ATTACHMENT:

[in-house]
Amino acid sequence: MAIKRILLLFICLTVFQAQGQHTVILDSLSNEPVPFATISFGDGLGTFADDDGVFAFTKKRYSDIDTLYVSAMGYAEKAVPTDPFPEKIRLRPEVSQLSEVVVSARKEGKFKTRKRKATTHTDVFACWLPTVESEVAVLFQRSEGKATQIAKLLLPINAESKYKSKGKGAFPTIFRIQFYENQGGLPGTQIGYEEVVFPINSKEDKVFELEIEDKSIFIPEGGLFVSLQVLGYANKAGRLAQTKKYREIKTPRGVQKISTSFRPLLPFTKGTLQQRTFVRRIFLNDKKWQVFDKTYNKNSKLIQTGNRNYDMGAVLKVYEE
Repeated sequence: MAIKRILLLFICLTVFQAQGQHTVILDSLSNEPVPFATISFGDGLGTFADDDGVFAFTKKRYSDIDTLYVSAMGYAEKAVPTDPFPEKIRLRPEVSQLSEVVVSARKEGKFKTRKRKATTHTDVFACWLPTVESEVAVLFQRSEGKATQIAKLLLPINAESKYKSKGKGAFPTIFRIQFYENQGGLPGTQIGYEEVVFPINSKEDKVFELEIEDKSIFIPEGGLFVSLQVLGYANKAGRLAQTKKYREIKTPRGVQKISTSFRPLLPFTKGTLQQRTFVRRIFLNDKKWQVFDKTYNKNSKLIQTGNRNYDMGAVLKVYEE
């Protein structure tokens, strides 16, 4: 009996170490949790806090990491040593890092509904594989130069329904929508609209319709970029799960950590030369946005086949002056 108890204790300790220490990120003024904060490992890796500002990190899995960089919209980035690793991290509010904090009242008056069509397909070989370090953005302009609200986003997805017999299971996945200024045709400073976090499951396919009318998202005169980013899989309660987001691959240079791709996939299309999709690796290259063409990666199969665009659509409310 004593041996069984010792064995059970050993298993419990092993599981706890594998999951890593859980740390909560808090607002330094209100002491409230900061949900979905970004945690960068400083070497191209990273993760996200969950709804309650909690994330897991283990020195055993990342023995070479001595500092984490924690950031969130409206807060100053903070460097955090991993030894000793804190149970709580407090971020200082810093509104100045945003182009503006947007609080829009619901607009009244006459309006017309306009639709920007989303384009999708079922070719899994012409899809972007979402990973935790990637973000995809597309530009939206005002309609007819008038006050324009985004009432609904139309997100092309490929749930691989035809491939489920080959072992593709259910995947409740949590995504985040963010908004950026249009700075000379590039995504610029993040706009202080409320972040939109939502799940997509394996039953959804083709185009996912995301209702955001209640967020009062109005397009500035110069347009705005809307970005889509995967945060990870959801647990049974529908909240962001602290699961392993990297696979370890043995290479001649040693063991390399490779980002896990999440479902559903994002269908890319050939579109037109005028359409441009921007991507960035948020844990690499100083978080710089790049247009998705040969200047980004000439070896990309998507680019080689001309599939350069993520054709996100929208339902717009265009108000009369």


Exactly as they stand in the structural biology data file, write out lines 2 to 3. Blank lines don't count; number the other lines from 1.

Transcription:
Amino acid sequence: MAIKRILLLFICLTVFQAQGQHTVILDSLSNEPVPFATISFGDGLGTFADDDGVFAFTKKRYSDIDTLYVSAMGYAEKAVPTDPFPEKIRLRPEVSQLSEVVVSARKEGKFKTRKRKATTHTDVFACWLPTVESEVAVLFQRSEGKATQIAKLLLPINAESKYKSKGKGAFPTIFRIQFYENQGGLPGTQIGYEEVVFPINSKEDKVFELEIEDKSIFIPEGGLFVSLQVLGYANKAGRLAQTKKYREIKTPRGVQKISTSFRPLLPFTKGTLQQRTFVRRIFLNDKKWQVFDKTYNKNSKLIQTGNRNYDMGAVLKVYEE
Repeated sequence: MAIKRILLLFICLTVFQAQGQHTVILDSLSNEPVPFATISFGDGLGTFADDDGVFAFTKKRYSDIDTLYVSAMGYAEKAVPTDPFPEKIRLRPEVSQLSEVVVSARKEGKFKTRKRKATTHTDVFACWLPTVESEVAVLFQRSEGKATQIAKLLLPINAESKYKSKGKGAFPTIFRIQFYENQGGLPGTQIGYEEVVFPINSKEDKVFELEIEDKSIFIPEGGLFVSLQVLGYANKAGRLAQTKKYREIKTPRGVQKISTSFRPLLPFTKGTLQQRTFVRRIFLNDKKWQVFDKTYNKNSKLIQTGNRNYDMGAVLKVYEE